Barbara Warner hosts one-woman art retrospective Thursday

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Barbara Warner of Perry celebrated nearly 50 years of her artistic life Thursday when she hosted a one-woman retrospective of her oil paintings in the gallery of La Poste. The exhibition runs through July 27.

With her family and many friends at hand, Barbara Warner of Perry celebrated nearly 50 years of her artistic life Thursday when she hosted a one-woman retrospective of her oil paintings.

There were several dozen of Warner’s painting on display in the gallery of La Poste. The works range from landscapes to still lifes, with a number of miniatures and several large canvases.

But painting has only been one of the outlets for Barbara Warner’s artistic personality. She is an accomplished pianist and taught herself to play the dulcimer. Her needlework — including quilts, afghans, cross-stick, embroidery and others — might be her art of longest standing because she said she learned to sew from her mother.

“Barb has always been an artist,” said Beth Renshaw, the youngest child of Barb and her husband, Bob Warner. “Even in her very first painting, it was clear that she had a gift.”

Along with Beth, Barb and Bob’s three sons, Bob Warner Jr. and Don Warner, both of Mesa, Ariz., and Rick Warner of Littleton, Colo., completed Thursday’s family portrait, along with spouses and grandchildren — the whole gathered all this week for a family reunion coinciding with the exhibition of Barb’s paintings.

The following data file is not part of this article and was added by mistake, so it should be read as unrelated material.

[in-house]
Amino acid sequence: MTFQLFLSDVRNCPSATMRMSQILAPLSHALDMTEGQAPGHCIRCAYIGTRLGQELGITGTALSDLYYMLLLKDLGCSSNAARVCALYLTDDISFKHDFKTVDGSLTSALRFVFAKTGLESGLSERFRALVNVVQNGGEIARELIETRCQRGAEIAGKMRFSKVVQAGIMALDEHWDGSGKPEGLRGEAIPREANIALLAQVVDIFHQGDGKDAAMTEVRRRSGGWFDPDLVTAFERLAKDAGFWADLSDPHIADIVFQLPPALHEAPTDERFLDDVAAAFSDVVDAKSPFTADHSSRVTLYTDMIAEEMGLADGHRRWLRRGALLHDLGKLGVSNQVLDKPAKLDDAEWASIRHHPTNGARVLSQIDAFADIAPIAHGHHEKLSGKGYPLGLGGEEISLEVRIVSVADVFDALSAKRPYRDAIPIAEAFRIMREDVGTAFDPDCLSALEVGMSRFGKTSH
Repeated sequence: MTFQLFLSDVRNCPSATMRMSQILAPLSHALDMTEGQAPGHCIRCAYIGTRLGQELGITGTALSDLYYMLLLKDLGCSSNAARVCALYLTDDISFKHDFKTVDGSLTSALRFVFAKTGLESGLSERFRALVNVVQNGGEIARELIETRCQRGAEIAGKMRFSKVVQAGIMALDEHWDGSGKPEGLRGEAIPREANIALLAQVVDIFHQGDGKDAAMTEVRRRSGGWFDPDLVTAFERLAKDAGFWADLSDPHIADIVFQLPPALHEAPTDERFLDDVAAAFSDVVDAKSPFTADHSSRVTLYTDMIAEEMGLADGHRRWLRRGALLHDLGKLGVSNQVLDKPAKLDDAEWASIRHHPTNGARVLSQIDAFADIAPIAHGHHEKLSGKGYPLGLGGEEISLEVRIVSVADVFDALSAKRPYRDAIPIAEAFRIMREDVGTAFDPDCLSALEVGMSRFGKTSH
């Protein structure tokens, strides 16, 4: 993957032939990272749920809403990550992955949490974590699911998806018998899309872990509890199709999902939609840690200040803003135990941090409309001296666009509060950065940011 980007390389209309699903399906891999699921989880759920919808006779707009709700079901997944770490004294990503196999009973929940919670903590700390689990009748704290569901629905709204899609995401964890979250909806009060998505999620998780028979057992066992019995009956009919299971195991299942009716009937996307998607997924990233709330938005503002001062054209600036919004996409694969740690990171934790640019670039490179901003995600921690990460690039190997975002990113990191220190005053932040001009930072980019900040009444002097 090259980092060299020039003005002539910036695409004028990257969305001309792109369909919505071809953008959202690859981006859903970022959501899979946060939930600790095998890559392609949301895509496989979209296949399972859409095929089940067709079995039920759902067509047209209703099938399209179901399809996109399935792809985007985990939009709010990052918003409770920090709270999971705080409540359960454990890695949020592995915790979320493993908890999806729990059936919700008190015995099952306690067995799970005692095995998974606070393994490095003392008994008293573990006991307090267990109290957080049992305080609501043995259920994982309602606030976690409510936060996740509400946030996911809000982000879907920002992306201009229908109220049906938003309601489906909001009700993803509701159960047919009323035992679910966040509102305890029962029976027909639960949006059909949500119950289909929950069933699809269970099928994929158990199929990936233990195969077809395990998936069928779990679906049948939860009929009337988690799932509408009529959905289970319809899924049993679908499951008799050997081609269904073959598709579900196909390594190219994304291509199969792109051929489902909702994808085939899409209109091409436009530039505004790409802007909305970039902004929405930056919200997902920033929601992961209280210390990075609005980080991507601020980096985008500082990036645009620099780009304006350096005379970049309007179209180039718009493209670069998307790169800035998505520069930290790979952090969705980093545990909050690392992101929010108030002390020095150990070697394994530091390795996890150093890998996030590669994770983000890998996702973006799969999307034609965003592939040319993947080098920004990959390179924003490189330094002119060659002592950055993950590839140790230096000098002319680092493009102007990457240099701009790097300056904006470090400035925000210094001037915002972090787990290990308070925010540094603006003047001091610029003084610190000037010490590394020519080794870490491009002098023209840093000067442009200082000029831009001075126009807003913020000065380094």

The Warners moved to Perry in 1972. Bob was in the meat department at Fareway until his retirement, and Barb devoted her creative energies to art as well as to the community, coaching softball and volunteering in the Perry schools and with the swim team.

Barb is still a familiar face as a Forest Park Museum volunteer, and Barb and Bob remain active in the First United Methodist Church, particularly in organizing the semi-annual rummage sales.

Barb’s painting are mostly owned by family members and have not previously been exhibited although Beth had a kind of catalogue raisonné published privately for family members last Christmas. The paintings will be on display at La Poste until July 27.

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